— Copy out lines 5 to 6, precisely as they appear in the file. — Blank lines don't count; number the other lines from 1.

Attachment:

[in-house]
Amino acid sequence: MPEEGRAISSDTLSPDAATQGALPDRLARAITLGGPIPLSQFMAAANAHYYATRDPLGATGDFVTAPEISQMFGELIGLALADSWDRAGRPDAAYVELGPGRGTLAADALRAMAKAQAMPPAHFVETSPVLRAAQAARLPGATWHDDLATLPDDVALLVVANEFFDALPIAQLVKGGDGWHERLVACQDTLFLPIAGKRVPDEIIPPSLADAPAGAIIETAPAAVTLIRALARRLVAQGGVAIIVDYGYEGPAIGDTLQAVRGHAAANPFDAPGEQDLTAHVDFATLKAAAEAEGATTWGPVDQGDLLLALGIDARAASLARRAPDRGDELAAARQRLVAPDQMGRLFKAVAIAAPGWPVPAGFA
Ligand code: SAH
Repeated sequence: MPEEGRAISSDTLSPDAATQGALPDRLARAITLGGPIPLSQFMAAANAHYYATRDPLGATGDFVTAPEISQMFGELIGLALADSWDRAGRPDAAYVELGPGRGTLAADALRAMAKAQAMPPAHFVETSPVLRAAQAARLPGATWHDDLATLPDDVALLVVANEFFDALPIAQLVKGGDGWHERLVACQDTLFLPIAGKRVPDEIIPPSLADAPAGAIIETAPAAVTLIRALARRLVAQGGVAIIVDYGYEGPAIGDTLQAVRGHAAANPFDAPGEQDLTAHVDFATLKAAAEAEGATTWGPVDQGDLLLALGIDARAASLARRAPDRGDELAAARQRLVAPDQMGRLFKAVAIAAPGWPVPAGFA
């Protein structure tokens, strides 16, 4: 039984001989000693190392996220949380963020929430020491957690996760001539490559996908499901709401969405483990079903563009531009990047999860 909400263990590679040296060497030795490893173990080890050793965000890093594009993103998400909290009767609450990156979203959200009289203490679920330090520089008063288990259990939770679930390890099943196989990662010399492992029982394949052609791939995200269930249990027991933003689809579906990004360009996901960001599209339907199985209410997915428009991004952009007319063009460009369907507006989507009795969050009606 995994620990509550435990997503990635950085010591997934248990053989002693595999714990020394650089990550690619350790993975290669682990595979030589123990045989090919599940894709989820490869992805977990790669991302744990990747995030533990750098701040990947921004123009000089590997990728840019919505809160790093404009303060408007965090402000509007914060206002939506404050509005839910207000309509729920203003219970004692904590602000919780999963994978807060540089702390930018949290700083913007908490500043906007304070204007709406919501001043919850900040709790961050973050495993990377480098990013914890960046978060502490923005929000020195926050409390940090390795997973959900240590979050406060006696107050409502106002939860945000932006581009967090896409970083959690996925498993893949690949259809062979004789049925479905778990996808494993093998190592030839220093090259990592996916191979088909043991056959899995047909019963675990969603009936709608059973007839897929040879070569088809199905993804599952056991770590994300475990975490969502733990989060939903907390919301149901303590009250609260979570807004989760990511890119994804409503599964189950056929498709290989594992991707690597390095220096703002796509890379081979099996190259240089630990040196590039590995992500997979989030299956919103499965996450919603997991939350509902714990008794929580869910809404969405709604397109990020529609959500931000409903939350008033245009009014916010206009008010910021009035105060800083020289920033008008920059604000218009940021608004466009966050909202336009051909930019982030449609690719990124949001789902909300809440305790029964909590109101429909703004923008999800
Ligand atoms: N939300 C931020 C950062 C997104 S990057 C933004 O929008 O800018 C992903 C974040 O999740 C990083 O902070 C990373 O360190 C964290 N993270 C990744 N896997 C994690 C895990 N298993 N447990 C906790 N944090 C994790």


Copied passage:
């Protein structure tokens, strides 16, 4: 039984001989000693190392996220949380963020929430020491957690996760001539490559996908499901709401969405483990079903563009531009990047999860 909400263990590679040296060497030795490893173990080890050793965000890093594009993103998400909290009767609450990156979203959200009289203490679920330090520089008063288990259990939770679930390890099943196989990662010399492992029982394949052609791939995200269930249990027991933003689809579906990004360009996901960001599209339907199985209410997915428009991004952009007319063009460009369907507006989507009795969050009606 995994620990509550435990997503990635950085010591997934248990053989002693595999714990020394650089990550690619350790993975290669682990595979030589123990045989090919599940894709989820490869992805977990790669991302744990990747995030533990750098701040990947921004123009000089590997990728840019919505809160790093404009303060408007965090402000509007914060206002939506404050509005839910207000309509729920203003219970004692904590602000919780999963994978807060540089702390930018949290700083913007908490500043906007304070204007709406919501001043919850900040709790961050973050495993990377480098990013914890960046978060502490923005929000020195926050409390940090390795997973959900240590979050406060006696107050409502106002939860945000932006581009967090896409970083959690996925498993893949690949259809062979004789049925479905778990996808494993093998190592030839220093090259990592996916191979088909043991056959899995047909019963675990969603009936709608059973007839897929040879070569088809199905993804599952056991770590994300475990975490969502733990989060939903907390919301149901303590009250609260979570807004989760990511890119994804409503599964189950056929498709290989594992991707690597390095220096703002796509890379081979099996190259240089630990040196590039590995992500997979989030299956919103499965996450919603997991939350509902714990008794929580869910809404969405709604397109990020529609959500931000409903939350008033245009009014916010206009008010910021009035105060800083020289920033008008920059604000218009940021608004466009966050909202336009051909930019982030449609690719990124949001789902909300809440305790029964909590109101429909703004923008999800
Ligand atoms: N939300 C931020 C950062 C997104 S990057 C933004 O929008 O800018 C992903 C974040 O999740 C990083 O902070 C990373 O360190 C964290 N993270 C990744 N896997 C994690 C895990 N298993 N447990 C906790 N944090 C994790």